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The title card of Switchin' Kitten
|Directed by||Gene Deitch|
Václav Bed?ich (uncredited)
|Produced by||William L. Snyder|
|Story by||Gene Deitch|
|Starring||Allen Swift (uncredited)|
|Music by||Václav Lídl (inspired by Scott Bradley and uncredited)|
|Animation by||Jindra Barta|
Ludmila Kopecná (uncredited)
|Layouts by||Animation layout:|
|Backgrounds by||Background paint:|
with assistance from
|September 7, 1961|
The Switchin' Kitten is a Tom and Jerry animated short film, released on September 7, 1961. It was the first cartoon in the series to be directed by Gene Deitch and produced by William L. Snyder in Czechoslovakia, after William Hanna and Joseph Barbera departed from MGM. It is also the first Tom & Jerry cartoon in the 1960s and the first of the Western cartoons that is made in Eastern Europe, as well as in an Eastern Bloc (Second World) country.
During a storm, Tom is trying to find a place to stay after being thrown out of a horse-drawn carriage. In the meantime, Jerry is assisting a mad scientist in a stereotypical old castle. In their experiment, they switch the brains of an orange cat and blue dog. The scientist gives the cat-with-a-dog-brain to Jerry as a companion. While they are sleeping, Tom approaches the castle, capturing Jerry. The cat growls and takes Jerry back, threatening Tom. Tom tries to convince the cat that he is a cat, but fails.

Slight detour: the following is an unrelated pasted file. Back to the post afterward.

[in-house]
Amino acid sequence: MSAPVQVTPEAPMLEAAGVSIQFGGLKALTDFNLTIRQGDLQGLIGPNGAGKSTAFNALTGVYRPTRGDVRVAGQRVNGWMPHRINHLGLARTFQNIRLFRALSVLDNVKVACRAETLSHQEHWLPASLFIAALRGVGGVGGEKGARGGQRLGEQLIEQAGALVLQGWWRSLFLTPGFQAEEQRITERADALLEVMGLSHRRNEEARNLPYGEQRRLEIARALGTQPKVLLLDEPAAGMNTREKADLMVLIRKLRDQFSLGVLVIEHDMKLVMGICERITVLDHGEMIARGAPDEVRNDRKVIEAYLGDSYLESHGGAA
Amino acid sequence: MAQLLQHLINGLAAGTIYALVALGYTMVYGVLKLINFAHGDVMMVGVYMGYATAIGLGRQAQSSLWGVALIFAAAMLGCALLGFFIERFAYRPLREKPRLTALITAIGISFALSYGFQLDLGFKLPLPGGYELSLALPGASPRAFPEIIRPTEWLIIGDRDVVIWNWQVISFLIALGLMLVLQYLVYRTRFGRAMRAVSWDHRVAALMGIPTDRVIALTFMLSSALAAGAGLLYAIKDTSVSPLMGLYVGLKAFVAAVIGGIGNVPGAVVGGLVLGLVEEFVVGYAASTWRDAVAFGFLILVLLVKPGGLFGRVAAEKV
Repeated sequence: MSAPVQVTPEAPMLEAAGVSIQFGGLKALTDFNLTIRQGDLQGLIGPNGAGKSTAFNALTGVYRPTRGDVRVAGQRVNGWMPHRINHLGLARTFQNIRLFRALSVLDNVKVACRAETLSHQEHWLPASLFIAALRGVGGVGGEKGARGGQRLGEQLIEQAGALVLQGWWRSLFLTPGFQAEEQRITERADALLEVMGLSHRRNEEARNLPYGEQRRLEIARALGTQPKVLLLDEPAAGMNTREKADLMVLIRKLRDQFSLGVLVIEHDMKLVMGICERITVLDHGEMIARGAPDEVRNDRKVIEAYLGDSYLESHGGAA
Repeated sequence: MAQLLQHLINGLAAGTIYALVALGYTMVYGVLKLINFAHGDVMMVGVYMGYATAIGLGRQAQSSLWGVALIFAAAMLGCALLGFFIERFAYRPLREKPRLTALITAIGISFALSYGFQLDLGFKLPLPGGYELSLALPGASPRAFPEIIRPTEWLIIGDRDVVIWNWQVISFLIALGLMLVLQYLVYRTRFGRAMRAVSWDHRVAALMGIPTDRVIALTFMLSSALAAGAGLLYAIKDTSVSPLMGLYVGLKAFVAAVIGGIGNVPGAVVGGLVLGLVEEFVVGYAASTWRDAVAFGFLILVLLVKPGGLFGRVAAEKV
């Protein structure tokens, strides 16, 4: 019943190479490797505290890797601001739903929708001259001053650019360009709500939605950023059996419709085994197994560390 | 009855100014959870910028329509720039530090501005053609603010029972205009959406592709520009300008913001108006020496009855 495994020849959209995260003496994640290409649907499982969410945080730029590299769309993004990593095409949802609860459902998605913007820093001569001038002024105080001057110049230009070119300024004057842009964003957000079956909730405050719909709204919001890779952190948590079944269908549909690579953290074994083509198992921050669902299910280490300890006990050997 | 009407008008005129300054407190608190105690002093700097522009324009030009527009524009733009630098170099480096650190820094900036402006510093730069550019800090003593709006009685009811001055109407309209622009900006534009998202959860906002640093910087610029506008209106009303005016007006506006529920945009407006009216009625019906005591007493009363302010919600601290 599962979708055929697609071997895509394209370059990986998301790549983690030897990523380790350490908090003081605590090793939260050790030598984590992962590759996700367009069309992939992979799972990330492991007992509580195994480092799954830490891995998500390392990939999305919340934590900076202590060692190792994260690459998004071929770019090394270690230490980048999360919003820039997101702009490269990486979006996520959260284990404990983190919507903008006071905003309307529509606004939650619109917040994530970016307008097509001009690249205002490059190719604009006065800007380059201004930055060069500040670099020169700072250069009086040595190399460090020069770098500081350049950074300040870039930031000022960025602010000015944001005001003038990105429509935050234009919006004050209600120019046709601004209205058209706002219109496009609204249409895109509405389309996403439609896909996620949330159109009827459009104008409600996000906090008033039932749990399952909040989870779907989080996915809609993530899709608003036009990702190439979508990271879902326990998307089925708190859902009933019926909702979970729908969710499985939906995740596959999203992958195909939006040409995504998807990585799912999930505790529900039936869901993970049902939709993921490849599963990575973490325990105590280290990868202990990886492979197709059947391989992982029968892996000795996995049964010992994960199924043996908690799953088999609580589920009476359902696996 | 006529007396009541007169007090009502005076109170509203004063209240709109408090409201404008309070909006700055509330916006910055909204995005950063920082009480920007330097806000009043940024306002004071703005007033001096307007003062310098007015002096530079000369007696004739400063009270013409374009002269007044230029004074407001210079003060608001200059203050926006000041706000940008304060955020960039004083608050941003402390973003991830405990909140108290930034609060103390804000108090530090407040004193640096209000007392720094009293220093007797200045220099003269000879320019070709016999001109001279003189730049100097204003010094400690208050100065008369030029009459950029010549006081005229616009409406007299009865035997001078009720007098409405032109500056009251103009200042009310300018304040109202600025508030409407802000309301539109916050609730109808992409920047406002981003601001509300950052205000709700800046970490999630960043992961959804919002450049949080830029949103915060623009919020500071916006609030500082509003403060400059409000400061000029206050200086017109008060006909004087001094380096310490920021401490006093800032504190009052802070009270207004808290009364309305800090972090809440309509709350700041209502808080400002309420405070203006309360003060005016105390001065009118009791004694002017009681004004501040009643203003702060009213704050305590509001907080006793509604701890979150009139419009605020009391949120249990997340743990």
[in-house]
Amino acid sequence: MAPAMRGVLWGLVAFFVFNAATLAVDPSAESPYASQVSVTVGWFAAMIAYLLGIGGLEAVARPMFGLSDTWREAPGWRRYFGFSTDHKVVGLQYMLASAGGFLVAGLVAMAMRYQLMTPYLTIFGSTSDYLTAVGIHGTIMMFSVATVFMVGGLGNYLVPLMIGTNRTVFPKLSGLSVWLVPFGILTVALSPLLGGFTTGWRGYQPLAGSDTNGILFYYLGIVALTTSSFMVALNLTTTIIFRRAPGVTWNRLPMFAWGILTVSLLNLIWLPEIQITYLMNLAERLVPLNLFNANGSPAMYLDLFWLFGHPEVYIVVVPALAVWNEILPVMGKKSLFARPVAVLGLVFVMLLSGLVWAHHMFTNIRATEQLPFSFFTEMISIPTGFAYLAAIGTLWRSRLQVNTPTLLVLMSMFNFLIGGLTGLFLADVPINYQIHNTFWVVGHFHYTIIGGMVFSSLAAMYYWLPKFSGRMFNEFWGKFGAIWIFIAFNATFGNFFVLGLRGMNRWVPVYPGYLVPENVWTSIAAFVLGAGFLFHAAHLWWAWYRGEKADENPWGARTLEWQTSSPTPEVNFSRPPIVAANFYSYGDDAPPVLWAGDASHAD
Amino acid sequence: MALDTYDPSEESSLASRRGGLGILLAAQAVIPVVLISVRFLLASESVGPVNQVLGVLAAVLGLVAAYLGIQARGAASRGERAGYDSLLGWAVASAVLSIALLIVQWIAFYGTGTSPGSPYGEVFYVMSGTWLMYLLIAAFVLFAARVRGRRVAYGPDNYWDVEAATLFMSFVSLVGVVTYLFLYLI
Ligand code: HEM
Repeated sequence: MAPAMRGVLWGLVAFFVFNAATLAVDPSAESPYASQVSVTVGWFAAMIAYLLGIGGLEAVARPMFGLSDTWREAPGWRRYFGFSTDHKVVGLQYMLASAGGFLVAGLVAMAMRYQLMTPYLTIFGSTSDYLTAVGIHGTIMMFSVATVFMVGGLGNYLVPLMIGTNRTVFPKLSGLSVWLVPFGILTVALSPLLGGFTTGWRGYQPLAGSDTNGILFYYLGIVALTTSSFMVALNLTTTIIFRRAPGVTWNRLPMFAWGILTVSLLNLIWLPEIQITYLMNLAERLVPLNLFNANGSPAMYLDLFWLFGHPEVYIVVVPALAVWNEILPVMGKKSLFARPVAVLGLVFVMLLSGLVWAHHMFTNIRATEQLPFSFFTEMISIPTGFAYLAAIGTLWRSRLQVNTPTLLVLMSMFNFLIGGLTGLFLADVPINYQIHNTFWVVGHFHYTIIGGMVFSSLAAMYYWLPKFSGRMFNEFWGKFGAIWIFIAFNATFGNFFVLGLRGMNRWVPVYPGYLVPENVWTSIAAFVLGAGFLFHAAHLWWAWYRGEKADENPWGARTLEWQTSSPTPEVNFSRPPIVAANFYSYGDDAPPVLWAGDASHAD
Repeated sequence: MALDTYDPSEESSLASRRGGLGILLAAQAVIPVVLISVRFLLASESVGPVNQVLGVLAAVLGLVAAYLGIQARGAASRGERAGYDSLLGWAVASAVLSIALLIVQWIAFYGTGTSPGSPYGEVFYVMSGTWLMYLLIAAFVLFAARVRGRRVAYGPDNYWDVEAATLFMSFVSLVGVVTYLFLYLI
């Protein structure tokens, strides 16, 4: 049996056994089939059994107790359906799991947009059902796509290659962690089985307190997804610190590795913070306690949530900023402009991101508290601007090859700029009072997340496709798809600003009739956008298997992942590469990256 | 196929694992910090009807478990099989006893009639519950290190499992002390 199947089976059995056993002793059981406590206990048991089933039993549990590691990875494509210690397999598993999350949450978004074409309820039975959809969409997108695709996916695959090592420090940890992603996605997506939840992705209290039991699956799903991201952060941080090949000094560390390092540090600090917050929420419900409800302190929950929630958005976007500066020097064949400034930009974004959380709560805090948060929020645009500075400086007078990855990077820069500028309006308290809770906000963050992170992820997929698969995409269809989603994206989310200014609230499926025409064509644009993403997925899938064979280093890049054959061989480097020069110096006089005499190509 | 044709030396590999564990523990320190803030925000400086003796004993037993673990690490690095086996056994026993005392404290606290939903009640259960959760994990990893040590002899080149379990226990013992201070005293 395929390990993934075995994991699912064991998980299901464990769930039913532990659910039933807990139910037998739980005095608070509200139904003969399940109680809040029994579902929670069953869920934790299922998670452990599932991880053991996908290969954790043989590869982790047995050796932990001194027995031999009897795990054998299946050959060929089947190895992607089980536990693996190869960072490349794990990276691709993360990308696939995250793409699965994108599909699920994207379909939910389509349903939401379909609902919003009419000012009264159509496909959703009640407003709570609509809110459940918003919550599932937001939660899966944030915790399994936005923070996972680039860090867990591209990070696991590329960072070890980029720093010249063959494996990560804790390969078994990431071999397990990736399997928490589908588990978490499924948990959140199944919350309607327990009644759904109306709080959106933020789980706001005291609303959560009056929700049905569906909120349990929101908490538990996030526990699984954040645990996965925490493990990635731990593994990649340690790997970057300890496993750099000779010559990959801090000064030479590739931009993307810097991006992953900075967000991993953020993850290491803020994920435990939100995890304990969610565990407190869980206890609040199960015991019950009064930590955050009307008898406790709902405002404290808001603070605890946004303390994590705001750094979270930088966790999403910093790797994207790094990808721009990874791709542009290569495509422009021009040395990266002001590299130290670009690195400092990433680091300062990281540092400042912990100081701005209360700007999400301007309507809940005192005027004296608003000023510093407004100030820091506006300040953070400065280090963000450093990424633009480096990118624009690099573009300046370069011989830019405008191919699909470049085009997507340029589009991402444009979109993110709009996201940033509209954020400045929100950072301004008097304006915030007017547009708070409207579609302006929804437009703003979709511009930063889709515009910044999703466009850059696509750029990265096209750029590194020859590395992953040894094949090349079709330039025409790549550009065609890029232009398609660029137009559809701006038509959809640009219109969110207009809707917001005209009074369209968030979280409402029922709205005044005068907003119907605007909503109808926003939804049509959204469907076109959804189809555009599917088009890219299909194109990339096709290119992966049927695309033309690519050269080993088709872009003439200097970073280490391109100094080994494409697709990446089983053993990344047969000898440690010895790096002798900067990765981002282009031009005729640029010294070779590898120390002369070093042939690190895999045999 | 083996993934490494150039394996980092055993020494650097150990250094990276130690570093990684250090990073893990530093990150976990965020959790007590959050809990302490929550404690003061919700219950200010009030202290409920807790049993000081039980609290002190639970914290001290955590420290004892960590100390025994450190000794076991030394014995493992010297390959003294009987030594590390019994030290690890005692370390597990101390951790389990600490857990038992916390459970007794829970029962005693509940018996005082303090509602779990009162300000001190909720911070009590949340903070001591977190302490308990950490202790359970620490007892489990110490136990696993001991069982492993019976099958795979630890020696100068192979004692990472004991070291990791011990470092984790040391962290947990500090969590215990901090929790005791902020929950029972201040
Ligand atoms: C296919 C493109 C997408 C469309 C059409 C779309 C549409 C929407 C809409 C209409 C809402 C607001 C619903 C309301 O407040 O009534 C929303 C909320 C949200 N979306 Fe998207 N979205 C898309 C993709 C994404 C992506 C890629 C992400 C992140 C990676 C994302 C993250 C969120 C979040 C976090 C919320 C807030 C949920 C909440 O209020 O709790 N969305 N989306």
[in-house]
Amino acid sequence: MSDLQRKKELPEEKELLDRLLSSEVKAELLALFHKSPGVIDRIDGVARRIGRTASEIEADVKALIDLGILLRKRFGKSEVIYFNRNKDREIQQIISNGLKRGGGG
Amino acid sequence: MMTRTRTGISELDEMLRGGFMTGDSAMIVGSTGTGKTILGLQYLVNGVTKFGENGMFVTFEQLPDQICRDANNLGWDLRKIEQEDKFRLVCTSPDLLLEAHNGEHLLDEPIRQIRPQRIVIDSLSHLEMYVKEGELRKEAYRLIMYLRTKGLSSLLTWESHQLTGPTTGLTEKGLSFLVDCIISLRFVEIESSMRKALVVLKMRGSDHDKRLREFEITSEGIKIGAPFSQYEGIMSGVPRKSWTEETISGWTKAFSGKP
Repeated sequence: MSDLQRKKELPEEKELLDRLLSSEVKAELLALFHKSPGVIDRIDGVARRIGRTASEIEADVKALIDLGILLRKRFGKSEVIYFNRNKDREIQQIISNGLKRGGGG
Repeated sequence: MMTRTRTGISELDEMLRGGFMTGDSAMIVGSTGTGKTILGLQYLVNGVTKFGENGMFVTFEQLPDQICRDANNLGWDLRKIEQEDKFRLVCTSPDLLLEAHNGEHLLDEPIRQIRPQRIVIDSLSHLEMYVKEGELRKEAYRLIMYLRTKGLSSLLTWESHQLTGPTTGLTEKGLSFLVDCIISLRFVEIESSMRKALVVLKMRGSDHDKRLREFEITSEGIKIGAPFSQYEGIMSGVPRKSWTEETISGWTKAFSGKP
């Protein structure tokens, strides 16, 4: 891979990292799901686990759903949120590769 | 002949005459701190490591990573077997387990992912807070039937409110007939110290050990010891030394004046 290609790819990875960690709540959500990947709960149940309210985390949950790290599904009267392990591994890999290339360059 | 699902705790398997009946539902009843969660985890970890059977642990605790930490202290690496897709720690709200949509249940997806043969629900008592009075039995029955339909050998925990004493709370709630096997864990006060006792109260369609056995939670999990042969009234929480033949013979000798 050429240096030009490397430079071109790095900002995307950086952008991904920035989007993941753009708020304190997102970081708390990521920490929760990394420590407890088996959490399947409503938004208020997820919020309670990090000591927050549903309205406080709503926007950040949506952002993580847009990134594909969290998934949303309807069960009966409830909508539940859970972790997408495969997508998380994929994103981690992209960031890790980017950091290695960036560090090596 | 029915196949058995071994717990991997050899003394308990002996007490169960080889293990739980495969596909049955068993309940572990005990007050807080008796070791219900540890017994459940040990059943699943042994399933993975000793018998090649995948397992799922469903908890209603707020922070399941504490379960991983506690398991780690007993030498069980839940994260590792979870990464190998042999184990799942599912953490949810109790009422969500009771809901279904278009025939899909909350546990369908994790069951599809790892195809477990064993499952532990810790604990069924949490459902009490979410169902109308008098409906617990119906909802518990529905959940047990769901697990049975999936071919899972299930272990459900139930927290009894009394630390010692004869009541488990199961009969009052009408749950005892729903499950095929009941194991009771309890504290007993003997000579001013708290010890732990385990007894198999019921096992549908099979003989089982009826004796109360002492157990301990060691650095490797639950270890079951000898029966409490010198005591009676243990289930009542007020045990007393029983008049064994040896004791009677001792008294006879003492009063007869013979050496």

Tom's continuous efforts to catch Jerry are thwarted by the cat, like getting crushed by a hammer with his head and feet sticking out, getting turned into a flower, getting jumped out of the window and getting hit by a small axe. After going through a series of beaker tubes, Tom tries to escape from the castle in fright. Along the way, he comes into contact with other animals that the scientist has experimented on, including a bird-voiced elephant, a chicken that bleats like a sheep/lamb, the blue dog whose brain was switched with the cat and a cuckoo clock's mooing bird. He then encounters Jerry, and begs and pleads for him to squeak, but the mouse roars like Leo the Lion and even has a gold-ribboned mouse hole (with the phrase of Ars Gratia Artis as part on the MGM logo). Terrified, he blasts off like a rocket out of the castle and runs off. The clouds separate revealing Jerry's winks to the camera and audience, as the cartoon closes with the same opening template, with the only difference that Tom's face is depressed and Jerry's face is proud.